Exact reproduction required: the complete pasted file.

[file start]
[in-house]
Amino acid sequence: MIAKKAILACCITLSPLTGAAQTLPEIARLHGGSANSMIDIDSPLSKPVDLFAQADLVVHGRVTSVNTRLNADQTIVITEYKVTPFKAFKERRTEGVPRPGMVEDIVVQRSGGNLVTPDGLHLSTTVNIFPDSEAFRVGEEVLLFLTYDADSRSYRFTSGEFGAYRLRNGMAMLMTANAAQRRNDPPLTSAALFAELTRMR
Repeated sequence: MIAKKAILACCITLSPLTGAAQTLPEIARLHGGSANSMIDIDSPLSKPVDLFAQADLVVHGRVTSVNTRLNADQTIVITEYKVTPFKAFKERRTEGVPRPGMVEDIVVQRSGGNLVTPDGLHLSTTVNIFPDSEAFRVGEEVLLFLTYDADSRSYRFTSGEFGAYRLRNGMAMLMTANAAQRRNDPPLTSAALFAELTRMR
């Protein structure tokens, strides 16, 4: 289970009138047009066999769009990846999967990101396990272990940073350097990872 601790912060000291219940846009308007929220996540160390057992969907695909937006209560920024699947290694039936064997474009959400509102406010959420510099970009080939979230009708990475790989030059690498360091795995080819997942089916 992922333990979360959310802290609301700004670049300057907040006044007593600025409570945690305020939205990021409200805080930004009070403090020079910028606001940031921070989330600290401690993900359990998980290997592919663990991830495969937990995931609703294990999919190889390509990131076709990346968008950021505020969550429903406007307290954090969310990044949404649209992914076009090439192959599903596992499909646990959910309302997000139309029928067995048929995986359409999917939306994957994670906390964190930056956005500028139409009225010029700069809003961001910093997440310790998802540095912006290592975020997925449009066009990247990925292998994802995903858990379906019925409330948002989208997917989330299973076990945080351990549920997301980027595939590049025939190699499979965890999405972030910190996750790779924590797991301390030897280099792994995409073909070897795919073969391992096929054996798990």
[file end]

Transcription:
[in-house]
Amino acid sequence: MIAKKAILACCITLSPLTGAAQTLPEIARLHGGSANSMIDIDSPLSKPVDLFAQADLVVHGRVTSVNTRLNADQTIVITEYKVTPFKAFKERRTEGVPRPGMVEDIVVQRSGGNLVTPDGLHLSTTVNIFPDSEAFRVGEEVLLFLTYDADSRSYRFTSGEFGAYRLRNGMAMLMTANAAQRRNDPPLTSAALFAELTRMR
Repeated sequence: MIAKKAILACCITLSPLTGAAQTLPEIARLHGGSANSMIDIDSPLSKPVDLFAQADLVVHGRVTSVNTRLNADQTIVITEYKVTPFKAFKERRTEGVPRPGMVEDIVVQRSGGNLVTPDGLHLSTTVNIFPDSEAFRVGEEVLLFLTYDADSRSYRFTSGEFGAYRLRNGMAMLMTANAAQRRNDPPLTSAALFAELTRMR
């Protein structure tokens, strides 16, 4: 289970009138047009066999769009990846999967990101396990272990940073350097990872 601790912060000291219940846009308007929220996540160390057992969907695909937006209560920024699947290694039936064997474009959400509102406010959420510099970009080939979230009708990475790989030059690498360091795995080819997942089916 992922333990979360959310802290609301700004670049300057907040006044007593600025409570945690305020939205990021409200805080930004009070403090020079910028606001940031921070989330600290401690993900359990998980290997592919663990991830495969937990995931609703294990999919190889390509990131076709990346968008950021505020969550429903406007307290954090969310990044949404649209992914076009090439192959599903596992499909646990959910309302997000139309029928067995048929995986359409999917939306994957994670906390964190930056956005500028139409009225010029700069809003961001910093997440310790998802540095912006290592975020997925449009066009990247990925292998994802995903858990379906019925409330948002989208997917989330299973076990945080351990549920997301980027595939590049025939190699499979965890999405972030910190996750790779924590797991301390030897280099792994995409073909070897795919073969391992096929054996798990």